V1645 Sewalong Post 4 - The Final Garment

This is the final post for my V1645 sewalong! As I mentioned at the start, one way I've been coping with the shelter-in-place and the worry about what is going on in the world is to dive deep into a complex project. It's a nice silver lining that I hadn't had time to work on this one until now! For this reason, if you are in the same boat, I thought it would be fun to offer some encouragement to take on this very popular Vogue Pattern.

If you're looking for other posts in this series they can be found here:

Pattern: Vogue 1645 Rachel Comey Misses' Jumpsuit
Fabric: 3 yds cotton-linen blend
Cost: $60

Today I'm sharing with you my final version! By now I had researched the pattern, sewn a muslin, and sewed it up. With all the extra work I'd done to perfect my fit and construction, I thought I could get this done with no problem. However, as I went I tried it on for a final check and... the crotch hung down around my knees! Turns out the loosely woven fabric had stretch horribly during construction. Yikes!

While I am generally pretty conscious about not stretching out my fabric as I sew, it looks like this fabric needed extra care. The fact that it was more loosely woven than the firm bedsheet I'd used as a muslin probably also contributed to some fit issues. The thing has a lot of fabric so can really pull on the garment when worn. Furthermore, the seams appeared to have stretched horribly as I finished my seams, bound the armholes, and turned under the neckline. I had to cast it aside for the night and come up with a new plan.

In the morning, I decided I could try to salvage it by taking up the shoulder seams. I unpicked the armhole and the neckline and took over an inch out from the front and the back at the shoulder seam. I then unpicked the entire neckline and used elastic to stabilize and ever so slightly draw in the neckline (something I should have done in the first place - I recommend stabilizing the neckline in the instructions). When I tried it on again things were actually much better! The crotch is still a bit lower than I would have liked but everything was back to a place that much more approximated its intended position. I further hemmed the legs and it was worth salvaging! So I'm here to encourage you not to get frustrated if things don't completely go your way at first.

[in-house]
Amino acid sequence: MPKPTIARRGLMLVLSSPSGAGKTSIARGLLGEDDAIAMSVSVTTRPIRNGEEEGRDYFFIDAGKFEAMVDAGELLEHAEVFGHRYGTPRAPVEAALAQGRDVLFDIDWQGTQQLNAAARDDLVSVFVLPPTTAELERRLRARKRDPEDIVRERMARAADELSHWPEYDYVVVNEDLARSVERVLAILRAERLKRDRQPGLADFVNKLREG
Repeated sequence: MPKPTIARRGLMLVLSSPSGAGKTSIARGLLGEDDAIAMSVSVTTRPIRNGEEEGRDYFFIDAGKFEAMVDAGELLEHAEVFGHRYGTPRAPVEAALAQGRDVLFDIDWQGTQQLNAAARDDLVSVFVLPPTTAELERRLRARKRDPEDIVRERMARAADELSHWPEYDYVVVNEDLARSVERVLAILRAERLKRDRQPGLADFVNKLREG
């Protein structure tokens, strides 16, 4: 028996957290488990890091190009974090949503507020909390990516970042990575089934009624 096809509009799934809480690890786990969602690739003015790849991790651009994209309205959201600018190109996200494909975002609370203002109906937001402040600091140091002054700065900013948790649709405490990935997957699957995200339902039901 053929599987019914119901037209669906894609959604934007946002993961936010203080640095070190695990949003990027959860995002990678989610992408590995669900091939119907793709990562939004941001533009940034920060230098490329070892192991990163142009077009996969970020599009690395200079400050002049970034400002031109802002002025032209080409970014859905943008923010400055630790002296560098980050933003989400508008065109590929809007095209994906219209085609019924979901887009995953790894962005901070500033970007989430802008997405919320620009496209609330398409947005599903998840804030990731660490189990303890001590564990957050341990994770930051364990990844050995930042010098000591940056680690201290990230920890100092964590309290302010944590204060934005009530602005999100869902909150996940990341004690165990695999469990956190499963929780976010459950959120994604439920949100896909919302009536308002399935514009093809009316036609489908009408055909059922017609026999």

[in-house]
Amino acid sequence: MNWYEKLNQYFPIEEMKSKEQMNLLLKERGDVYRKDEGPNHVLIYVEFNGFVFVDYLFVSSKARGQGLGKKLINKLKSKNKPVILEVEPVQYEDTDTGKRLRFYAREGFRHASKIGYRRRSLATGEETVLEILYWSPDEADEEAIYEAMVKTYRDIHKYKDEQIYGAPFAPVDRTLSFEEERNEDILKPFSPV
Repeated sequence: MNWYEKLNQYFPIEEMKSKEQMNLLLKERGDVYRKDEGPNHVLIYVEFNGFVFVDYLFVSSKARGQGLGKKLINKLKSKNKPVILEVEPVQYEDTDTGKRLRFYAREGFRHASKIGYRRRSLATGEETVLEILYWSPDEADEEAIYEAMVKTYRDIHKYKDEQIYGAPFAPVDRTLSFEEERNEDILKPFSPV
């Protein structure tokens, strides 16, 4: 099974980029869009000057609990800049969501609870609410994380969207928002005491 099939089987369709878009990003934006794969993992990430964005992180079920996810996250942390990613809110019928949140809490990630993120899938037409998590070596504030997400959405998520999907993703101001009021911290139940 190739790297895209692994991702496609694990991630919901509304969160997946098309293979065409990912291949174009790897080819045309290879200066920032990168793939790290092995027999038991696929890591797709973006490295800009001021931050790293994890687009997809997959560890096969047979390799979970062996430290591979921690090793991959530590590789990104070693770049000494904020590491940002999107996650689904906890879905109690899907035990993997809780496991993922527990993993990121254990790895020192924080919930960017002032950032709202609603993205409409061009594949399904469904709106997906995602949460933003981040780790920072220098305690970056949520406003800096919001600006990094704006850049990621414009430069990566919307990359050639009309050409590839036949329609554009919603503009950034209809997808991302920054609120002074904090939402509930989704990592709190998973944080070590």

Here she is in full:

She's still slightly less fitted than my muslin but very nice indeed. Also now the armholes are a little too high due to me taking up the shoulders. But I'm OK with it. 

I almost never sew with linen but am really liking the look lately and am even willing to risk a few wrinkles. This fabric is a cotton-linen blend so it's a little less wrinkle-prone, plus I pre-treated it with a hot wash and dry and a dry iron right after. 

This is definitely intended to be a summer staple for warm days and barbecues, if we ever go back to having those again. But what I like about it is that it pairs equally well with a shirt underneath and I think could be worn all year round. I could really see this at a holiday party later in the year. Thanks again to Beulah Birtley for the inspiration! 

I also wanted to show you another view in the finished garment. So often when I'm interested in a wrap pattern or one with interesting construction I'm very curious to learn more about how it all goes together. As a reminder, I made myself some extra long ties that fully wrap around my body instead of the shorter belt. However, that front overlay is still the same. Here she goes fully open, wrapping the belt, and tied closed at the side: 

And a few more shorts for you just so you can see how the overlay looks different in different poses. Sometimes it just looks like wide-leg pants and other times it makes the whole thing look like a dress. So fun!

Ok I think I need to stop sewing aspirational clothes for a minute because I'm getting a bit sad and anxious that I can't wear them out. Next up I have some comfy loungewear clothes to share that were quick to sew and are going to get worn ALL. THE. TIME.

I do hope that this series was helpful though and would love to see if anyone has found these instructions useful! 


  1. good save, I think the body length in a jumpsuit is the tricky part. love this color on you. Great item in your wardrobe and thanks for all the details.

  2. I have recently ordered this pattern and waiting for it to arrive from the UK, feeling quite impatient about it as I'm excited to give this jumpsuit a go. I was reading about versions of it on Pattern Review and liked what Beulah had to say and I will also be guided by your advice on it. I am a full-time dressmaker but some of Vogue's complex designs & instructions can have me perplexed at times. I'm planning two different denim versions of this style after recently completing Vogue 1591 and Papercut Patterns Sierra jumpsuit in softer/flowier fabrics.
    Thanks again for your informative posts, I really think they're going to get me through once I can get started...also your photos of the steps look helpful!

  3. I love this jumpsuit, the color and fabric looks awesome great details, thanks for the guide

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